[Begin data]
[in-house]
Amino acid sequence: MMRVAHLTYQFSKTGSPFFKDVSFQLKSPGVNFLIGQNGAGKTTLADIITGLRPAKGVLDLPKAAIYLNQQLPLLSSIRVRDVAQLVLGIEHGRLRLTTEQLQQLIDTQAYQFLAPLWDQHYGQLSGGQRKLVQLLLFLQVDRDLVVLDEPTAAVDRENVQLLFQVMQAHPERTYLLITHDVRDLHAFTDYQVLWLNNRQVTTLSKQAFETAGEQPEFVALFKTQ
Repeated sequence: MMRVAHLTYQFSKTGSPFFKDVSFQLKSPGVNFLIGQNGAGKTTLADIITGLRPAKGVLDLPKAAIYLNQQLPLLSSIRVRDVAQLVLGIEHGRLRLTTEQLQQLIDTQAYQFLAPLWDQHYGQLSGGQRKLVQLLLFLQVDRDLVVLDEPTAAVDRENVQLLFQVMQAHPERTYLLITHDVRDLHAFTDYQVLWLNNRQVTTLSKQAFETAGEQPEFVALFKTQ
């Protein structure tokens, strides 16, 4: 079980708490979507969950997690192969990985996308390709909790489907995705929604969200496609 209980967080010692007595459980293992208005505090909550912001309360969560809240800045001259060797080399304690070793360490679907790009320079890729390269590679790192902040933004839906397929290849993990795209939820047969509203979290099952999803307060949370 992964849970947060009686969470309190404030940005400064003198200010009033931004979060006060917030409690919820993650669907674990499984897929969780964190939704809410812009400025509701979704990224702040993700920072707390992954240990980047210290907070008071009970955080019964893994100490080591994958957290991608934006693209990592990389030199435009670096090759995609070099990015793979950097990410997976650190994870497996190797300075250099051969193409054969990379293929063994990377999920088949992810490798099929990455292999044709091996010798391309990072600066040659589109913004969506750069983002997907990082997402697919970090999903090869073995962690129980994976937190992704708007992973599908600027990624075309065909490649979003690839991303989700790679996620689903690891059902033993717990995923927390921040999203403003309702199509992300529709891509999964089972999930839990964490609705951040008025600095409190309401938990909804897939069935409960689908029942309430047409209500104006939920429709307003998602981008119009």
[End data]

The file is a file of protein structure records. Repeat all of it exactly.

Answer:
[in-house]
Amino acid sequence: MMRVAHLTYQFSKTGSPFFKDVSFQLKSPGVNFLIGQNGAGKTTLADIITGLRPAKGVLDLPKAAIYLNQQLPLLSSIRVRDVAQLVLGIEHGRLRLTTEQLQQLIDTQAYQFLAPLWDQHYGQLSGGQRKLVQLLLFLQVDRDLVVLDEPTAAVDRENVQLLFQVMQAHPERTYLLITHDVRDLHAFTDYQVLWLNNRQVTTLSKQAFETAGEQPEFVALFKTQ
Repeated sequence: MMRVAHLTYQFSKTGSPFFKDVSFQLKSPGVNFLIGQNGAGKTTLADIITGLRPAKGVLDLPKAAIYLNQQLPLLSSIRVRDVAQLVLGIEHGRLRLTTEQLQQLIDTQAYQFLAPLWDQHYGQLSGGQRKLVQLLLFLQVDRDLVVLDEPTAAVDRENVQLLFQVMQAHPERTYLLITHDVRDLHAFTDYQVLWLNNRQVTTLSKQAFETAGEQPEFVALFKTQ
């Protein structure tokens, strides 16, 4: 079980708490979507969950997690192969990985996308390709909790489907995705929604969200496609 209980967080010692007595459980293992208005505090909550912001309360969560809240800045001259060797080399304690070793360490679907790009320079890729390269590679790192902040933004839906397929290849993990795209939820047969509203979290099952999803307060949370 992964849970947060009686969470309190404030940005400064003198200010009033931004979060006060917030409690919820993650669907674990499984897929969780964190939704809410812009400025509701979704990224702040993700920072707390992954240990980047210290907070008071009970955080019964893994100490080591994958957290991608934006693209990592990389030199435009670096090759995609070099990015793979950097990410997976650190994870497996190797300075250099051969193409054969990379293929063994990377999920088949992810490798099929990455292999044709091996010798391309990072600066040659589109913004969506750069983002997907990082997402697919970090999903090869073995962690129980994976937190992704708007992973599908600027990624075309065909490649979003690839991303989700790679996620689903690891059902033993717990995923927390921040999203403003309702199509992300529709891509999964089972999930839990964490609705951040008025600095409190309401938990909804897939069935409960689908029942309430047409209500104006939920429709307003998602981008119009």